[dm-crypt] plain: opening with a wrong password
arno at wagner.name
Sun Feb 8 03:59:33 CET 2015
On Sat, Feb 07, 2015 at 18:27:48 CET, dennis at basis.uklinux.net wrote:
> On Fri, Feb 06, 2015 at 07:27:29PM +0100, Arno Wagner wrote:
> > >(b) Assuming a secure passphrase, wouldn't plain mode be more
> > > secure than luks against possible vulnerabilities in the hashing
> > > algorithm that may be discovered in the future?
> > No. First, plain mode also hashes. And second, basically all
> > potential vulnerabilities of modern hash functions (collisions,
> > reversing) do not apply to the use as pasword-hashing functions.
> > You can hash passwords with MD5 and be perfectly secure, while MD5
> > is fully broken for things like signing.
> Thank you for answering my questions. I take your point about
> plausible deniability, but your remarks about hashing have raised
> further questions for me. I had been given to understand that
> passphrase hashing makes a dictionary attack more costly or time
> consuming by forcing the attacker to evaluate the hash function for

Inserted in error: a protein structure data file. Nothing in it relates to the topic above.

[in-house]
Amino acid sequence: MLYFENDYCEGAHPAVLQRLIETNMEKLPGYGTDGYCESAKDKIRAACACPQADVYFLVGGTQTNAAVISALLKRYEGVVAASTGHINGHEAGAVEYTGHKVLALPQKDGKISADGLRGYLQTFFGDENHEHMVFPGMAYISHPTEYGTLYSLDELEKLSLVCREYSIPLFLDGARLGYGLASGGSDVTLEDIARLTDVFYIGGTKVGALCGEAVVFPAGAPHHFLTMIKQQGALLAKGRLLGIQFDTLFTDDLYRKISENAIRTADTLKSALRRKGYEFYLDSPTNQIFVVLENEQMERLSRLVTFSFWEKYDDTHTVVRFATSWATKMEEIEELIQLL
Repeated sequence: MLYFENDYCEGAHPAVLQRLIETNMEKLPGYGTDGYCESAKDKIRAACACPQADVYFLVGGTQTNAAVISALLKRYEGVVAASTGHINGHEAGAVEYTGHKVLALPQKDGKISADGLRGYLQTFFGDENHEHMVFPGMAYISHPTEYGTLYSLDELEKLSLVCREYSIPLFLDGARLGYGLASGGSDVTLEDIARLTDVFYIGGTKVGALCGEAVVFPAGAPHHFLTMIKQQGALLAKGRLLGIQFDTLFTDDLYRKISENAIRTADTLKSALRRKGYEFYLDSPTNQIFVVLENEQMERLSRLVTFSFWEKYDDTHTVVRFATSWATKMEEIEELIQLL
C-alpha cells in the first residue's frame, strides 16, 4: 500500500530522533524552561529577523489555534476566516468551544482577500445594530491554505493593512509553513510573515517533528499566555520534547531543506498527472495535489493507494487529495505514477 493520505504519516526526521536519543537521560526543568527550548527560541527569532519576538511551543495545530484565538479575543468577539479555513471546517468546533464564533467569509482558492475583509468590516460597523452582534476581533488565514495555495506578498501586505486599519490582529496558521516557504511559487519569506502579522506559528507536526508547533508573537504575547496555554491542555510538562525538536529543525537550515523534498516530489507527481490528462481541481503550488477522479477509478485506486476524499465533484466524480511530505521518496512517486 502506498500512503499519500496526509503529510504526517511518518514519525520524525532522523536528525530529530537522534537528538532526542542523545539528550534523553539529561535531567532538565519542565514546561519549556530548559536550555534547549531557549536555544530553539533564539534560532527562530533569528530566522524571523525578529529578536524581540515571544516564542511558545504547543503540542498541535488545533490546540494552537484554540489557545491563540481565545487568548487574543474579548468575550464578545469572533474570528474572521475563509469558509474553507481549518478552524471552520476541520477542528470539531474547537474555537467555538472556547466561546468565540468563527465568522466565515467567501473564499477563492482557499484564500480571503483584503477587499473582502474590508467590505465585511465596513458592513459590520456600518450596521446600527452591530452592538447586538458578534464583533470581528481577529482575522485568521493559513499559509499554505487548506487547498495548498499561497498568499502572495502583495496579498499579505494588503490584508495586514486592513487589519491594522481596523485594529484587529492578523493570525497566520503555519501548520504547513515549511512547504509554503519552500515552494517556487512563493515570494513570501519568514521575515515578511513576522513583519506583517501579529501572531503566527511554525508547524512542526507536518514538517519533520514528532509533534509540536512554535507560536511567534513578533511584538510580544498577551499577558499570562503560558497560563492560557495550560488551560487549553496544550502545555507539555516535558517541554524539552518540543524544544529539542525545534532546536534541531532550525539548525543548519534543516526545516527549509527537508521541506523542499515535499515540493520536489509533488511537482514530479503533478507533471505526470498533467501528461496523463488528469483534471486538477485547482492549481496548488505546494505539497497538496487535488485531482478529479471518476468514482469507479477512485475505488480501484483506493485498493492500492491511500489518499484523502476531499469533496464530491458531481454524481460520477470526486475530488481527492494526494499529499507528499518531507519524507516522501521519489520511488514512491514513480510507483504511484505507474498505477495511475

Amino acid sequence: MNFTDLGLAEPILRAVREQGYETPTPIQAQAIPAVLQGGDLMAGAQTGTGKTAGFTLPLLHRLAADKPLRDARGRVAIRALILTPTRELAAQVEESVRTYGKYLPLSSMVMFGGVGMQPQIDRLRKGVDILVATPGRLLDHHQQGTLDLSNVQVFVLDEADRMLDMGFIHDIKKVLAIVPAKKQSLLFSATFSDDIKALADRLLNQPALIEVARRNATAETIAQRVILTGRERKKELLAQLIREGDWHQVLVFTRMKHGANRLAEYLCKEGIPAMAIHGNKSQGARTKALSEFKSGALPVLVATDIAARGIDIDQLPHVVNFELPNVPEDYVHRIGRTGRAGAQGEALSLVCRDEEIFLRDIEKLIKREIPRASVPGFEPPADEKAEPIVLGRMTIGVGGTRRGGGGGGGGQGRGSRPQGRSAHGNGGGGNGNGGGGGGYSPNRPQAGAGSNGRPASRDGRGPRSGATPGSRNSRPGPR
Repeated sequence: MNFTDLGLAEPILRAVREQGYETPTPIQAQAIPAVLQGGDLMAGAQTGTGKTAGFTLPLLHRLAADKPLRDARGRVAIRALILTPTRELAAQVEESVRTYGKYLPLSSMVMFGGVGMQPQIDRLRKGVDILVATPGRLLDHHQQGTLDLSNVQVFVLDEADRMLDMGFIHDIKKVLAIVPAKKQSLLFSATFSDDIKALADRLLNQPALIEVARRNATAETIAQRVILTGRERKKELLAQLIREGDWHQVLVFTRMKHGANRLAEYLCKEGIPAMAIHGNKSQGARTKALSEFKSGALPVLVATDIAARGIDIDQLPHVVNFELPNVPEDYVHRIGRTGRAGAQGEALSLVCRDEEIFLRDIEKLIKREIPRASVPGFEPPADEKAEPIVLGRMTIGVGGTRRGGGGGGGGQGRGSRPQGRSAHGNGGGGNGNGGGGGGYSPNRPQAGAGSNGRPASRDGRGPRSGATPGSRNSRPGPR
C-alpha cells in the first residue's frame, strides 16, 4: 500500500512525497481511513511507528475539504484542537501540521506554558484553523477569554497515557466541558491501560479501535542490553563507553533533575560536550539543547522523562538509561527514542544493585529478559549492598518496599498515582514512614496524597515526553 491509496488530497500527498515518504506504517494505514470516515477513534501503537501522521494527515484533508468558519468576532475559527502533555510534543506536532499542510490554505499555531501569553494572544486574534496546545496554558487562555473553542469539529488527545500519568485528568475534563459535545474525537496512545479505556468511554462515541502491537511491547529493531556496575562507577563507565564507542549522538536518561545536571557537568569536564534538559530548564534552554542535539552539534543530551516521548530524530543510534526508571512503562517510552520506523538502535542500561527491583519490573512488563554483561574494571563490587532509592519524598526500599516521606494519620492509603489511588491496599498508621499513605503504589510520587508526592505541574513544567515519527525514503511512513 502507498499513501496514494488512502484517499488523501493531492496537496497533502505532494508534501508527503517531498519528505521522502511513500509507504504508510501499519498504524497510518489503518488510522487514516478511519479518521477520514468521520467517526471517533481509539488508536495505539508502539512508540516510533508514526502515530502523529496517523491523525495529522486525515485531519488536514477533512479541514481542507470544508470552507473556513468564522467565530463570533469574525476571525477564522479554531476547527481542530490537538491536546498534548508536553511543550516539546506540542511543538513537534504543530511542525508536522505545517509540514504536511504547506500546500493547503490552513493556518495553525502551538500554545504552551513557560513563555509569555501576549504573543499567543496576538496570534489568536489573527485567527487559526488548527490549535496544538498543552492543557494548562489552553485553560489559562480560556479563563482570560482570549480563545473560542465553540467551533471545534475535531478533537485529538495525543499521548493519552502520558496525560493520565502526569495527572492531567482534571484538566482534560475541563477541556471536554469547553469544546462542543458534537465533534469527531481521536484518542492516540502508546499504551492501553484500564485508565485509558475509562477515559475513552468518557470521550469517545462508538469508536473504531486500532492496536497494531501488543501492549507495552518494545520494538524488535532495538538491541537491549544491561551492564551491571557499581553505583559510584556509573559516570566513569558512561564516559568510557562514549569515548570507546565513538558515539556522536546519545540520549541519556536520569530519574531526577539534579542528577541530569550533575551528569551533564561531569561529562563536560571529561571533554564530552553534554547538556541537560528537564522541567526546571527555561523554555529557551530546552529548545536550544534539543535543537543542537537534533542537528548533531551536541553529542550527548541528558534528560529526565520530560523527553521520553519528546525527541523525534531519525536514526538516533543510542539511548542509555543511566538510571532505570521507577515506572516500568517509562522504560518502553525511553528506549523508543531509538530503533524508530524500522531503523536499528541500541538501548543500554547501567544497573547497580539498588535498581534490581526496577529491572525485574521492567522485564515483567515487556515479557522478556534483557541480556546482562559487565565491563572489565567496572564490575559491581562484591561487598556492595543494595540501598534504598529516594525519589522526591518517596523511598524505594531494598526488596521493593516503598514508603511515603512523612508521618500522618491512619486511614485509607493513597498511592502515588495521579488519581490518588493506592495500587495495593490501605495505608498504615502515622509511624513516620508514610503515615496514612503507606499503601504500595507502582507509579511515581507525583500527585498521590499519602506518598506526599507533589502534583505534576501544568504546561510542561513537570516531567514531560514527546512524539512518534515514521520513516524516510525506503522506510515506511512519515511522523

> each passphrase attempted, and I have just checked the FAQ for
That is not what the hashing of the plain-text password is for.
You are confusing several things here:
1. Password hashing from ASCII string to binary key
3. Iterated hashing
The 1. step sinply serves to transform the entropy of your
password/passphrase into something that can be fed as key to a
cipher. The cipher takes 128 bit or 256 bit of key material,
ideally with about 128 bit or 256 bit of entropy.
Your passphrase, on the other hand, may be, say 10...50
ascii characters, but on a bit-level ASCII has low entropy.
If it is, for example, an anglish sentence, you get only
about 0.2...0.3 bit/bit of entropy in it. And if you just cut
it down to, say, 128 bit, you end up with a 26 bit key for
the cipher, which is trivially broken.
Hashing with a crypto hash is the solution. The initial hash
compresses the passphrase into a concentrated form that is all
binary and has the same entropy as the input up to the maximum
possible. You lose a tiny bit (0.00...001 bits or so) due to hash
collisions, but they are so rare as not to matter. If your
passphrase is shorter, the hash still makes you an all binary
key with the entropy nicely dirtributed over all bits.
Ok, so what is salting for? Salting meians instead of
hash(password) you do hash(pasword+salt) with the salt random,
non-secret and appended to the password. This servers to
defeat dictionary attacks. A dictionary attack takes
a large table of potentiall hasswords, and stores all
hashes of these in a table sorted by the hash valye.
This means given a hash, you can retrieve the password
(if it was in the initial table size) in O(log(tablesize))
time by binary search. That is exceptionally fast and
can be done en-masse. The only potential problem is the